Saunders is proud of the dues he has paid. He also knows he's lucky he's not still paying them. Nearly two-thirds of the NBA's head coaches are former players in the league, most of them former stars. Were it not for his 20-year relationship with McHale, it's likely that Saunders's only shot at coaching would have been as an assistant.

In some respects, Saunders will always carry himself as a working-class outsider. Despite an upgraded wardrobe more in keeping with his $2.5 million annual salary, clothes hang on his 45-year-old frame like yesterday's wash. And while he's not a nebbish in the mode of, say, the Knicks' Jeff Van Gundy, his relatively small stature and nondescript appearance don't convey the star athlete he once was. A true basketball junkie, he has taken more than one pay cut to move to what he felt was a better coaching situation, and despite the millions he now makes, he says his modest suburban home is just right for him, his wife, and their four children: "I believe in remembering where you come from."

 

When McHale brought in Saunders as the Wolves' general manager in May 1995, insiders knew it was only a matter of time before Bill Blair would be deposed and "coach" would be added to Saunders's job description. When it happened less than a third of the way through the 1995-96 season, many in the press (myself included) were skeptical. Blair, dubbed "The Salty Sea Captain" for his coarse invective, was popular with members of the media, in part because he used them to fan the flames of his ugly little feud with J.R. Rider. By contrast, when Rider was late to practice, Saunders, obviously well-versed in Dr. Spock, took pains to say he was penalizing the action and not the person.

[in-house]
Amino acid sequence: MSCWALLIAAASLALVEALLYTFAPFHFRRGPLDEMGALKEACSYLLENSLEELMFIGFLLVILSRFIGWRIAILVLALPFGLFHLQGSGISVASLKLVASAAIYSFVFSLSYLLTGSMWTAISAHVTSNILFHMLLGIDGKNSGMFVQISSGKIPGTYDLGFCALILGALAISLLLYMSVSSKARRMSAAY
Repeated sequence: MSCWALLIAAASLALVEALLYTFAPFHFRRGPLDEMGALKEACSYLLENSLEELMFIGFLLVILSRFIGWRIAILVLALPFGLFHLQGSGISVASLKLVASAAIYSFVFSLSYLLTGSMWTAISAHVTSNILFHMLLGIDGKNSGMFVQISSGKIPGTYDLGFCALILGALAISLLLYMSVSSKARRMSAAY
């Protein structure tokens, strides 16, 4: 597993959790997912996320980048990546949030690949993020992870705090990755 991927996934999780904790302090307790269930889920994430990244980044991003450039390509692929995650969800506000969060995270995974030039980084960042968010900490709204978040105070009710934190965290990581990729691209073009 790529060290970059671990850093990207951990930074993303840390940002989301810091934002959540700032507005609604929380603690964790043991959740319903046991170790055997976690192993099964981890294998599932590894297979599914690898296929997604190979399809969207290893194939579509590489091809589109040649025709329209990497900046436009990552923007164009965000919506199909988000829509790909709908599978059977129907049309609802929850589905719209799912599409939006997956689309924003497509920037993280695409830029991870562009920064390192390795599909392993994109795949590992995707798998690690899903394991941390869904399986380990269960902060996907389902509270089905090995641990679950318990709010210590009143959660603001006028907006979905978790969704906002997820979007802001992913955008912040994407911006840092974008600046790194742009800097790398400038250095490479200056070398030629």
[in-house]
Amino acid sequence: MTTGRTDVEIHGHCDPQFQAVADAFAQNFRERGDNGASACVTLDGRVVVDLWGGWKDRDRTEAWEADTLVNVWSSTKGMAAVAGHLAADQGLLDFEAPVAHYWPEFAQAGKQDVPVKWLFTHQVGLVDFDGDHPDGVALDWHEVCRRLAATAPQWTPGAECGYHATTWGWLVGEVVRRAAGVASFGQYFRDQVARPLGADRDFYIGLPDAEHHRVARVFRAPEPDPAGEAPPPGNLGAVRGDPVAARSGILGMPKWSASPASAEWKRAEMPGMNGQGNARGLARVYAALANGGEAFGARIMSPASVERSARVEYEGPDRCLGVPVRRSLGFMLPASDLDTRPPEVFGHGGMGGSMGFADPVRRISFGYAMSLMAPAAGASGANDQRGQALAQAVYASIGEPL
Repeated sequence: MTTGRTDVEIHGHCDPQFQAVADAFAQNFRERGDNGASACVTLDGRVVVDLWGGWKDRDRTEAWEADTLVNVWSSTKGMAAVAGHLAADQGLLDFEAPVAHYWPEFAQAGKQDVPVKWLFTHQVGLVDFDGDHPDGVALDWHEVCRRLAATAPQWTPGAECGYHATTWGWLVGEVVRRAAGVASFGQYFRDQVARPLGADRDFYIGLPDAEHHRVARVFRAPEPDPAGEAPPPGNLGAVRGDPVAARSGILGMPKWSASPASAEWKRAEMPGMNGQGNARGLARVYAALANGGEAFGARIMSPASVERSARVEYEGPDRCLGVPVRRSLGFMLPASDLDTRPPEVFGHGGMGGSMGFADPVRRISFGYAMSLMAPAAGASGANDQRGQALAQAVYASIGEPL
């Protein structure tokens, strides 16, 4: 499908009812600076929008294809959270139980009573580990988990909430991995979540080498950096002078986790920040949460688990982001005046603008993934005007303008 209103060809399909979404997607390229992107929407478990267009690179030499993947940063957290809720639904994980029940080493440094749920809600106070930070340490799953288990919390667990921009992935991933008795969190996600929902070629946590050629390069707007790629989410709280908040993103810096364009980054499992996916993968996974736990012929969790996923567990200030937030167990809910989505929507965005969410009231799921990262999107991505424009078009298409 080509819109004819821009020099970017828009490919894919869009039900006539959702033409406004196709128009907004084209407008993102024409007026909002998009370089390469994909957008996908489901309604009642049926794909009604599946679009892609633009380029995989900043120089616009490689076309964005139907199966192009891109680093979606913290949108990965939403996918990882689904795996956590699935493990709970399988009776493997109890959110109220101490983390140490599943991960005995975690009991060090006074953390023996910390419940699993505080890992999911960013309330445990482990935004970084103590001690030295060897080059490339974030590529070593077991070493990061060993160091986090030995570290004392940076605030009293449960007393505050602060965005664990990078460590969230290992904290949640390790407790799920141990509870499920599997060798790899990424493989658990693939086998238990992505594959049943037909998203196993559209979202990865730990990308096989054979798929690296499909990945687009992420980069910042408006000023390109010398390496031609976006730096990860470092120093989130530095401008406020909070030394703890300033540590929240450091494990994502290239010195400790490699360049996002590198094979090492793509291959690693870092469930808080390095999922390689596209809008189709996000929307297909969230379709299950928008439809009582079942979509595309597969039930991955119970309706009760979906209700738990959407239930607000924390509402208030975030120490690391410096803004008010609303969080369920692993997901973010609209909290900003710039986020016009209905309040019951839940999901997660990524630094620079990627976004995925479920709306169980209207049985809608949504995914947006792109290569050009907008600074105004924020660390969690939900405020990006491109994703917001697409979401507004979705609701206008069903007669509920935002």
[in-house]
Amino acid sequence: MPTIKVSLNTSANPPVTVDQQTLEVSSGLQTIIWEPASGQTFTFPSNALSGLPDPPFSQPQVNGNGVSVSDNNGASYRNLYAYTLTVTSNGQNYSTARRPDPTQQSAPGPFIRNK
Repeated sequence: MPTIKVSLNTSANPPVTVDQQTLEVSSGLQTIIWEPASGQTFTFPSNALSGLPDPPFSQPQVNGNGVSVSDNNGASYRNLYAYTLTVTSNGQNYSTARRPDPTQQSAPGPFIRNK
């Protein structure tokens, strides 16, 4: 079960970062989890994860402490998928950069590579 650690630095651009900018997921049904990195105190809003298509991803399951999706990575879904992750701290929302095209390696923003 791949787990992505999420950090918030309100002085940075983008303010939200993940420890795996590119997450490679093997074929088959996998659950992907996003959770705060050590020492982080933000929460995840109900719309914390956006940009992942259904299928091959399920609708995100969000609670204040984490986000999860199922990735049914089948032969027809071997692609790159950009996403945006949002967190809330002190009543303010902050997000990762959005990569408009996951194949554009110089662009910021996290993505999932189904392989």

Saunders's winning percentage was only marginally better than Blair's the rest of the season, and the Wolves didn't demonstrate significant progress until Rider was dumped and Marbury was drafted the following year. Yet even Sam Mitchell, who had become close to Blair when both men were with the Pacers in Indiana, acknowledged that the team's level of professionalism rose when Saunders took over. In his third game as coach, Saunders established a lasting bond with Garnett by inserting the rookie into the starting lineup. Combining the work ethic he had learned from his parents with the people skills and basketball knowledge he'd honed over the previous two decades, Saunders was quick to make his mark.

If player relations is the most important aspect of coaching in the NBA, backing it with expertise in the strategic elements of the game deepens the harmony into respect. Players soon discovered that Saunders was far less considerate of their feelings if they didn't work hard and absorb the intricacies of his vast playbook. As Mitchell puts it: "We've had good athletes come through here, but if they couldn't learn the offense, they couldn't make the team."

For the past three years, the Wolves have simultaneously been among the best in the league at generating assists and reducing turnovers. The players say that's because Saunders's offensive schemes preach rapid ball- and player movement yet rarely have them receiving the ball in an uncomfortable situation. With more than eighty plays executed out of ten or twelve different offensive settings, Minnesota also has more offensive options than almost any team in the league.